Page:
Most teams in the NHL should be envious of the Colorado Avalanche’s blue line. Players like Samuel Girard and Cale Makar are still very young, and will only improve and become even more effective at propelling the team’s offence. They represent the new generation of blue-liner having vision, poise, and high-end skating. It’s where all NHL back ends are heading.
Due to their shifty blue-liners, Colorado doesn’t care about heavy forechecks. The inch you give their quarterback is still too much. They easily transform what little space they have into open ice through dominant acceleration and excellent stick-handling and passing ability.
Yet the Habs repeatedly fell into the trap of being overly aggressive deep in Colorado’s zone. Again and again they did not expect the mobility and quick thinking of the opposing defencemen. Even Nikita Zadorov, resident giant, proved agile enough to easily find support under pressure — a quick pass to Samuel Girard is often enough to find an escape.
Montreal often double-teamed the lowest player in the Colorado formation trying to stop the breakout, but they didn’t do a good enough job of sealing all rim and pass options with their sticks and bodies. Once it left their pocket full of holes, the rest of the squad was automatically defending an odd-man rush. Sometimes one Avalanche player beat two of Montreal’s forecheckers with a single play.
It then became almost impossible to stop the opposing neutral-zone attack. Defencemen were forced to retreat, had a poor gap against speedy incoming forwards, and gave up the blue line. That poor gap also made it a lot easier for opponents to manipulate defencemen with changes of speed and angles.
That’s exactly what happened on Ryan Graves’s goal. Makar beat two Habs low in the zone, and skated by a mistimed pinch from a third player to attack the retreating line of defence. He changed speed against Weber to get the puck on net, and Graves jammed in the rebound. He was first on the loose puck as the Habs forwards caught above it on the opposing breakout had stopped skating on the backcheck. It was one costly instance of a recurring problem.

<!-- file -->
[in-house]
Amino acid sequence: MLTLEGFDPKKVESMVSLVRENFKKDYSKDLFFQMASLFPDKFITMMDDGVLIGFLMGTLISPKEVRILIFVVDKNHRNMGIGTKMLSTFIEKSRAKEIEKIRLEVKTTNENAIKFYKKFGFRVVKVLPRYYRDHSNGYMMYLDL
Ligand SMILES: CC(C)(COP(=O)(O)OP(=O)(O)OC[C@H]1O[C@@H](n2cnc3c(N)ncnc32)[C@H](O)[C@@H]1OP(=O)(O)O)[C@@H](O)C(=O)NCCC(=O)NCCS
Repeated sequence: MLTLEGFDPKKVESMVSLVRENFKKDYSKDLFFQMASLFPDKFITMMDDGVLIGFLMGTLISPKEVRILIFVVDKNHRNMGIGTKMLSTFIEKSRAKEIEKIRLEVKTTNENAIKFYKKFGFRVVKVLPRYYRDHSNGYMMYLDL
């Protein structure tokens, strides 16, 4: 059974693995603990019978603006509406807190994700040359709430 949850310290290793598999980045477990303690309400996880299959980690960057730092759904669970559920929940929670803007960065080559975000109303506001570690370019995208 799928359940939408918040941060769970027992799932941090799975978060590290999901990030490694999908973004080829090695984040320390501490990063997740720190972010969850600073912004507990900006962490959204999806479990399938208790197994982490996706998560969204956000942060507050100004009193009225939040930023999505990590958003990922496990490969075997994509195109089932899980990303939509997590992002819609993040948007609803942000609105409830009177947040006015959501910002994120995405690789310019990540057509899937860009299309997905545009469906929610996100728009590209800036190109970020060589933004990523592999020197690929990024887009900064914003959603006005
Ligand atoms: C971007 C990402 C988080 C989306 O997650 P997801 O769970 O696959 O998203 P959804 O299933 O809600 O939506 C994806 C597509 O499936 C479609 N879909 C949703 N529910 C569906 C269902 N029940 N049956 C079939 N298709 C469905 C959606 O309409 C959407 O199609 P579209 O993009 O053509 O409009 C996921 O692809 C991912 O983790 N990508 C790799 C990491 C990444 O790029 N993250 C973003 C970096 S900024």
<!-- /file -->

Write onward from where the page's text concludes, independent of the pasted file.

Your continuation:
Montreal came out with a much better effort in the third period against a tired Avalanche team, but the hole they dug themselves once again proved to be too deep.
It was a pleasure to watch most of Cayden Pimeau’s starts with Northeastern University over the past two years. The goalie always inspired confidence when he skated to his spot between the posts. He was the backbone of that team for his entire tenure; their star and most consistent player.
By contrast, the goalie who faced one of the very best offensive formation in the league last night didn’t exactly have the same presence. But that should be viewed as great news.
Primeau faced 35 shots, fought to protect his cage, and found ways to keep his team in the game in key moments. It was only a first step in the NHL — one that was arguably made too early — and he still managed to prove he could hold his own against some of the top players in the league.
If that’s what an unrefined, tense performance from the goalie looks like, there’s reason to get excited with projections, especially considering the proven teachings of Stephane Waite.
Primeau’s first NHL start overshawdowed Otto Leskinen’s, though it was a much more prominent role. The Finnish defenceman replaced a shaky Gustav Olofsson in the role of “skater Claude Julien wants in the lineup but won’t actually play.”
How he will hold his own in board battles and complex defensive situations remains to be seen. It was hard to evaluate him in his eight minutes of ice time, but Leskinen showed some interesting elements.
The defenceman can put up speed through a mechanically sound skating form and seemed to consistently want to drive the play forward, starting and joining the rush on a couple of occasions.
He is simply a replacement option, at least right now, but if he can stay a good enough puck-mover while limiting mistakes — something Mikey Reilly couldn’t do — he could find a niche on the third pair for the time being.